Logs – every system has them, but companies don’t usually pay much attention to them. At least not until a problem occurs. Log aggregation solutions come handy in many scenarios – tracing production issues, alerting on service degradation, fixing bugs, forensics, fraud detection.
We’ve argued, however, that logs have a dual nature – on the one hand they contain data about the functioning of the system; data, that’s useful for developers to diagnose and fix issues. On the other hand, they are effectively an audit trail of everything that has happened.
Log collection vendors may tell you that you can use the same product for both of these natures of logs. But that has many issues:
- Differentiating events with business meaning from system/application logs. It’s hard for an auditor or a business person to look through logs where 80% of the data is “we’ve initialized service X”, “exception in service Y”, “database connection pools size is approaching the configured limit”, and so on, and only 20% is related to business events – “who did what”
- Investigating behavior – application logs make it hard to drill down into the behaviour of a particular user, role or department.
- Security – typical logs lacks any additional security, i.e. anyone with admin access can modify them, back-date them or delete them without being detected.
- Compliance – simply having logs is not compliant with standards and laws like ISO 27001, PCI-DSS, HIPAA, PSD2, as we’ve previously argued
Below you can find a feature comparison between LogSentinel and major log collection vendors, as well as vendor of “integrity guarantee” and compliance packages. Obviously, when we are making the comparison, there are many dimensions to select from, but we do believe that these shown here are the most important when it comes to audit logs, security and compliance.
Certainly a simple table cannot represent all the complexity on the market. For example log collecting solutions claim to be PCI-DSS, ISO 27001 and HIPAA compliant, and many certification bodies do consider that okay. In our interpretation of the standards, that’s wrong and gives companies a false sense of security – that’s why the table has yellow color for these rows.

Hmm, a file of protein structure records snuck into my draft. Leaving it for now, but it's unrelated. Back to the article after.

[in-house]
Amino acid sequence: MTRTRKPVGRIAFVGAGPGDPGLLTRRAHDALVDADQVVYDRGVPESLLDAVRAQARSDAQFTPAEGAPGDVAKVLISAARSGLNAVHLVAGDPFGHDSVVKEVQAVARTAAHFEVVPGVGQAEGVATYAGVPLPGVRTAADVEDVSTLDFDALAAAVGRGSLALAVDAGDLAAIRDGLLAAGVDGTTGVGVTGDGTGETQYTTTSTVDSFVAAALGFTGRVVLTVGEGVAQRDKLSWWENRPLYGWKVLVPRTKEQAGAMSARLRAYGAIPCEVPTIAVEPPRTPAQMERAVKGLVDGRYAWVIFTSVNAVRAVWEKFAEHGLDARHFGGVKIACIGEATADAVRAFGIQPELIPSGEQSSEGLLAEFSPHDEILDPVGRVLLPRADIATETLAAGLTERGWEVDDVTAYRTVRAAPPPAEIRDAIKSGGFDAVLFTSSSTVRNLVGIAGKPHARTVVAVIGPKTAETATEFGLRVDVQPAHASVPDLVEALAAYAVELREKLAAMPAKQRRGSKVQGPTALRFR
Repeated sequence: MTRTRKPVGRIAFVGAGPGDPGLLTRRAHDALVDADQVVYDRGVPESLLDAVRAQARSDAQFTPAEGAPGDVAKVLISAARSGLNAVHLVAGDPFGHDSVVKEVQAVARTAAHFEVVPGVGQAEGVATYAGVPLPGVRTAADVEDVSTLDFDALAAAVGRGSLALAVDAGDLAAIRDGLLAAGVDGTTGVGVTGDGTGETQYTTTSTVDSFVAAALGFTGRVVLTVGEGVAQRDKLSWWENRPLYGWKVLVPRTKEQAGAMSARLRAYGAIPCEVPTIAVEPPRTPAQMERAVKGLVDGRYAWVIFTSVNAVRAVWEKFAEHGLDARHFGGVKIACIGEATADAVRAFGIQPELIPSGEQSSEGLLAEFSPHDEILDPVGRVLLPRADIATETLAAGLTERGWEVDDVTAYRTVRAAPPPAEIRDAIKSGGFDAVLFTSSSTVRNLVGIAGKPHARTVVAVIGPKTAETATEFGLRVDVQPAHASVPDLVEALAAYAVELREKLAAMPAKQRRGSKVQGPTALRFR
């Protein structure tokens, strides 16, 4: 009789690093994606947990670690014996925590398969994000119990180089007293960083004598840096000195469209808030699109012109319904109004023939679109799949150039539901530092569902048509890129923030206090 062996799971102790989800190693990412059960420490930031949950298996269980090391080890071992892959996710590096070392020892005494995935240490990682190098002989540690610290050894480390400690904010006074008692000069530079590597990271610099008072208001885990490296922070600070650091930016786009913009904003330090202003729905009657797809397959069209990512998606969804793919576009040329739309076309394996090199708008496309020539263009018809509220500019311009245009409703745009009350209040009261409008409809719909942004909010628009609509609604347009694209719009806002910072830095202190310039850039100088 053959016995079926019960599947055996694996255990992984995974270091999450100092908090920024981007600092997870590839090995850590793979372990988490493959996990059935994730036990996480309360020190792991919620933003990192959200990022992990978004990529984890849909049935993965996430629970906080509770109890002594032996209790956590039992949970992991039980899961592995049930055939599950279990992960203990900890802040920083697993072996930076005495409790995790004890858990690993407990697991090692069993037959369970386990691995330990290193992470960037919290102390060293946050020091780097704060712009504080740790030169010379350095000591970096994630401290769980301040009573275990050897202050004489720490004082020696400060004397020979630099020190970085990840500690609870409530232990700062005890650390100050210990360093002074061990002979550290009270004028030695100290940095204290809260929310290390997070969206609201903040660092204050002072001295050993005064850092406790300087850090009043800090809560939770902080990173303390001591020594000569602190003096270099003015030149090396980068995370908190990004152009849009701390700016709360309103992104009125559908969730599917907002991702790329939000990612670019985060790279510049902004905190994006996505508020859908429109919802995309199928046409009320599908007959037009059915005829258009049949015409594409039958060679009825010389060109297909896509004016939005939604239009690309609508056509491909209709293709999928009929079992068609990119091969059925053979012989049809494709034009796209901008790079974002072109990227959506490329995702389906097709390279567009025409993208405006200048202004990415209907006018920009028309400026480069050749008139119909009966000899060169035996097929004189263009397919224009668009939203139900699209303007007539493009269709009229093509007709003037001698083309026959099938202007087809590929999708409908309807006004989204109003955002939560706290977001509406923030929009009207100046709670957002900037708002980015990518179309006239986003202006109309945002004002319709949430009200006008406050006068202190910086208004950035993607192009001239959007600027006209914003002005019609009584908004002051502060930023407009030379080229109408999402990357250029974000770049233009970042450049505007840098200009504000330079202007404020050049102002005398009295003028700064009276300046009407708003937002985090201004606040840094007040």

Furthermore, products like GuardTime and Tierion aren’t necessarily audit log solutions – they can be used as such, but they are more focused on the integrity aspect, which means they lack the analytical features (they don’t usually care about the content of the logs, as long as their integrity is guaranteed).
And finally, the products listed below are not mutually exclusive. The feature comparison below is based on the “secure audit trail” use case, but log collection has a wider scope. As mentioned above, you always have applications and system logs and they are distinct from the audit logs. You can have your log collector deployment and only forward a subset of these logs to LogSentinel, thus getting the best of both worlds – secure and compliant audit trail and rich analytical capabilities for logs.
Real information security is rarely about installing a product. Even almost never about the warm feeling that “fact sheets” generate, claiming compliance and endless possibilities. Information security is about a set of measures and tools, properly applied to the problem at hand. And when it comes to audit logs, we believe LogSentinel is the best tool for the job.
|LogSentinel||Loggly||Splunk||Logz.io||Oracle Audit Vault||Tierion||GuardTime|
|Timestamp (RFC 3161)||Yes||No||No||No||No||No||Yes|
|Easy integration||Yes||Yes||Yes||Yes||Oracle products||No||No|
|Long retention period||Yes||Archiving||Archiving||Archiving||Yes||Yes||Yes|
|Custom log parsing||Yes||Yes||Yes||Yes||No||No||No|
|Rich data analysis||Custom queries||Yes||Yes||Yes||Custom queries||No||No|
|ISO 27001 compliant||Yes||Claimed||Claimed||Claimed||Claimed||Yes||Yes|